Over the weekend, The NY Times, BBC, Newsweek, AOL, MSN, The HIll and other major news sites had their ad networks hijacked again by criminals using the Angler Exploit Kit to deliver TeslaCrypt ransomware.
Our friends at Malwarebytes reported a spike in malicious traffic that impacted a large amount of websites, indicating that we are dealing with experienced cybercriminals that have done this many times before. The new wrinkle this time is that the bad guys acquired an expired domain of a small but probably legit advertising company, which made it possible to fly under the radar and spread their ransomware.
Trend Micro reported similar attacks, and noted that since March 9, there has been a noticeable increase in Angler-based activity. Angler has also been recently updated to exploit additional vulnerabilities and was the top Exploit Kit in 2015, we will see if that holds true again this year. It's possible the attacks impacted tens of thousands of users in under 24-hours.
Steve Ragan at CSO Online wrote: "Ransomware is quickly becoming the go to payload for criminals because it's a quick payout with little overhead. Generating variants of new ransomware costs the criminal nothing after the initial development fee is paid, and running a campaign costs pennies per victim.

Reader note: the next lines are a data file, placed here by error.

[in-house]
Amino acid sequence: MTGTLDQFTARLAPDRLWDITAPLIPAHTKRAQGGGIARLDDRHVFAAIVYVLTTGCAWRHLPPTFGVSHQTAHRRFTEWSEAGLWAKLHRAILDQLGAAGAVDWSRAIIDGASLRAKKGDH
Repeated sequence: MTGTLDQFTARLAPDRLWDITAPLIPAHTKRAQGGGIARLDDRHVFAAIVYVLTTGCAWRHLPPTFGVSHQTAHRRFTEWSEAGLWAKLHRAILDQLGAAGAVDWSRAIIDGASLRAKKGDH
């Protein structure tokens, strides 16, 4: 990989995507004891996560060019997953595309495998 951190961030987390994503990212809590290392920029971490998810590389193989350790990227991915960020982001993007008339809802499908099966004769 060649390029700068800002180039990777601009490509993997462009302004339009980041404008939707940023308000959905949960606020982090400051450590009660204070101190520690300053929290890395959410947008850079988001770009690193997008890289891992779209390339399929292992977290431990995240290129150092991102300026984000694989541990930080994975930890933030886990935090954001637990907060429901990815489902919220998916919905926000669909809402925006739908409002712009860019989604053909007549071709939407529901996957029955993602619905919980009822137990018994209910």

Two payments often cover the cost of an entire campaign, and the rest is pure profit. As an attack, ransomware is also difficult to deal with, because victims are sometimes forced to pay the ransom due to a lack of current or working backups. This is the case for victims at home and the office."
It is very important to step users through effective security awareness training, so that they are aware of ad poisoning attacks and "Think Before They Click".
Here is a suggestion:
Do a Phishing Security Test on your users and find out if they are going to click on something they shouldn't. Get started here: